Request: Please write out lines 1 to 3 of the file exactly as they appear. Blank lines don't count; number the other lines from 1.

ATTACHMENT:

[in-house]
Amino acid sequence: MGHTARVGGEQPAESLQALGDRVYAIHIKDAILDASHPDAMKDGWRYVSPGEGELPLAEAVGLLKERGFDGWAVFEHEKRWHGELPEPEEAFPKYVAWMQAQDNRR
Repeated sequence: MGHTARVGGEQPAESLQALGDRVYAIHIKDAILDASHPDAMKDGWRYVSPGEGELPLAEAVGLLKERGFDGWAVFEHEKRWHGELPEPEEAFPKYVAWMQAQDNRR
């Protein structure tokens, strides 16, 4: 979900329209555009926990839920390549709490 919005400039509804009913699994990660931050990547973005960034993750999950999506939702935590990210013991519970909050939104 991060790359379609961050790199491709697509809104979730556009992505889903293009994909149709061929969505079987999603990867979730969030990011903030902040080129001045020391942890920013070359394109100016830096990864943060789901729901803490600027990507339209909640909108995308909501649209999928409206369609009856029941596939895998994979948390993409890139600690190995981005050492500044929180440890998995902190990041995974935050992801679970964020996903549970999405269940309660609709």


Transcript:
[in-house]
Amino acid sequence: MGHTARVGGEQPAESLQALGDRVYAIHIKDAILDASHPDAMKDGWRYVSPGEGELPLAEAVGLLKERGFDGWAVFEHEKRWHGELPEPEEAFPKYVAWMQAQDNRR
Repeated sequence: MGHTARVGGEQPAESLQALGDRVYAIHIKDAILDASHPDAMKDGWRYVSPGEGELPLAEAVGLLKERGFDGWAVFEHEKRWHGELPEPEEAFPKYVAWMQAQDNRR